The Rupp Ruppster was impressive, even by today’s standards, but it is remarkably dangerous.
The Rupp Ruppster dune buggy was produced in 1971, It came with a Rockwell JLO 230, two-cycle engine that made about 12 horsepower. It used the Rupp torque converter transmission setup, which was similar to the tech Rupp used in their lauded snowmobiles. Rupp states that it can come with a manual or electric starter.
Rupp’s Ruppster shared many components with the Rupp Go Joe ATV. You can read about that vehicle (here). In many ways, both of these vehicles were early examples of where the industry started. Add the old Honda ATC 70 to the mix, you get a great road-map to the off-road fun vehicle past.
Rupp Industries was revolutionary for the time. They built some of the earliest examples of fun bikes, trikes, quads and dune buggies well before others got the hint. Sadly, they went under in 1978.
The Rupp Ruppster was a killer machine
According to Rupp, it could go up to 40 mph and climb a 45-degree grade. The Ruppster could carry up to two people, as long as they didn’t mind being rather cozy. Also, it did not come with a roll cage from the factory. Many dealers and owners added one, for self preservation.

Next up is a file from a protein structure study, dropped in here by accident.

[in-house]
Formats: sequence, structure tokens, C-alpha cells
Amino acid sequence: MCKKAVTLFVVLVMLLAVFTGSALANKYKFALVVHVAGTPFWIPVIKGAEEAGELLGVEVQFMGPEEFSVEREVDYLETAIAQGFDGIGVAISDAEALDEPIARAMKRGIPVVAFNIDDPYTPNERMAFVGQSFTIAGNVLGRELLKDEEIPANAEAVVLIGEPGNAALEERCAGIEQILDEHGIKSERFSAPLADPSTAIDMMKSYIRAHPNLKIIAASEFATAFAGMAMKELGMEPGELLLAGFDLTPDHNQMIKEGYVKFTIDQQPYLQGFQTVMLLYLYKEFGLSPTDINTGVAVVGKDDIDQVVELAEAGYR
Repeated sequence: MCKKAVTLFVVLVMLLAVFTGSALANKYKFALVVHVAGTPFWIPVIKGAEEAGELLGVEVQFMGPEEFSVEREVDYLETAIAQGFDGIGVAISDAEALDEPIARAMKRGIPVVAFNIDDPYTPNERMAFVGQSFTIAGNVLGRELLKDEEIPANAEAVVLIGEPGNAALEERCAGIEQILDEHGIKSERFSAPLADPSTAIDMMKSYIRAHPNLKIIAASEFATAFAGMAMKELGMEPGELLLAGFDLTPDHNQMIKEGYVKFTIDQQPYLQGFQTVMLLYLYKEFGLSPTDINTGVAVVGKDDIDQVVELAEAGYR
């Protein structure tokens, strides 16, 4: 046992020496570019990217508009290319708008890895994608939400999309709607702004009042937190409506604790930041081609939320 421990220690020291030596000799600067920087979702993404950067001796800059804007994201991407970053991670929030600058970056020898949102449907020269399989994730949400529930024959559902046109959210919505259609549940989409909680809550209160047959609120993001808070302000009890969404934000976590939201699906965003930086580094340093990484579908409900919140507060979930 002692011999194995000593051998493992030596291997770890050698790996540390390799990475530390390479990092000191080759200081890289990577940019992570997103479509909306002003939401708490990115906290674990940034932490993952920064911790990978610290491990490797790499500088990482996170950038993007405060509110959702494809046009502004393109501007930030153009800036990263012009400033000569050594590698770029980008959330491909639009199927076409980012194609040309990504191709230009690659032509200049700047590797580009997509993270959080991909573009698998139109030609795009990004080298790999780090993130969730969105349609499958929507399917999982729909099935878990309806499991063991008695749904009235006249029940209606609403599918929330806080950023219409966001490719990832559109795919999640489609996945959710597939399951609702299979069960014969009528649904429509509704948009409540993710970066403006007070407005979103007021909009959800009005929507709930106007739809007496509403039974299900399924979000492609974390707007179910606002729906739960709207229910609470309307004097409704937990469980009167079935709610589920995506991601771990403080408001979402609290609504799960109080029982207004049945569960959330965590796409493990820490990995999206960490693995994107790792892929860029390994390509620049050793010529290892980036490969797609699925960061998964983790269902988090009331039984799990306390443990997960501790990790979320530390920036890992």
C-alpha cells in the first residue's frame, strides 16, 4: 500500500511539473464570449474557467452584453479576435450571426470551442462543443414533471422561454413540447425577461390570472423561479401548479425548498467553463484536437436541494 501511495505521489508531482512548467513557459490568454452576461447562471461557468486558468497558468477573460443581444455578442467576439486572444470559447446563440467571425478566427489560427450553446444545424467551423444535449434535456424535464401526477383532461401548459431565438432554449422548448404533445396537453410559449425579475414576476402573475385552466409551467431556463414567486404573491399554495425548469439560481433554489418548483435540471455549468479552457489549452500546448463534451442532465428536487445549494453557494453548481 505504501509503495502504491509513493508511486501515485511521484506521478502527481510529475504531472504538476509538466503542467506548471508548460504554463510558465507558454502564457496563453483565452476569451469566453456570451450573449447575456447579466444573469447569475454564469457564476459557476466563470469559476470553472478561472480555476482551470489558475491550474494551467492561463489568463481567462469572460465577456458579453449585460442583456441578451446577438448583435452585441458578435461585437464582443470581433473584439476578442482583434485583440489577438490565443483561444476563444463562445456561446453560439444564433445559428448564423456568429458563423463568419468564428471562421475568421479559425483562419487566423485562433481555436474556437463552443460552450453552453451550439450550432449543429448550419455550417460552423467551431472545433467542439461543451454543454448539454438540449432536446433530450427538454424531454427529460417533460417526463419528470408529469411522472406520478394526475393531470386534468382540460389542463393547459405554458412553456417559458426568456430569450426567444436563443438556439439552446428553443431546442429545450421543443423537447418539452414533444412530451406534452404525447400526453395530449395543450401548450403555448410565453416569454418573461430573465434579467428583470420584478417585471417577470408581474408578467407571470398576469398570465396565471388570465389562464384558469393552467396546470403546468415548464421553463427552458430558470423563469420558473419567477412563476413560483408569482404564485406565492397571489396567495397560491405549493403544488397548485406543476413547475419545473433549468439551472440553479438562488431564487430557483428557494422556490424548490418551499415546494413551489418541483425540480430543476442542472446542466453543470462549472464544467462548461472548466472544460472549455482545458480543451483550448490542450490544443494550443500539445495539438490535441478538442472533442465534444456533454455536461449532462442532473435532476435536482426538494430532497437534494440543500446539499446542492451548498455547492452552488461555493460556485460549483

Built on a thin tube chassis, there was no suspension to speak of. Still it did have very cushy, 21 x 11 “balloon style” knobby tires. The ride has been described as smooth, with a terrible noise – thanks to that JLO 230 engine sitting by your eardrum. Helmets helped, but the noise was still considered harsh.
They came from the factory mainly with a red fiberglass body. Back in the early 70s, they retailled for about $1,000. Examples are still floating around the internet with some fantastic restorations here and there. I found everything from a rolling chassis for $500 to a fully restored model (with a roll-cage) for $7,500.
Mind you, these things are very small and were never built with any kind of safety protocols like we have in the modern era. So, drive one at your own risk. Still, they were cool as hell and the stuff of kid’s dreams, fifty years ago.
Speaking of awesome old off-road vehicles…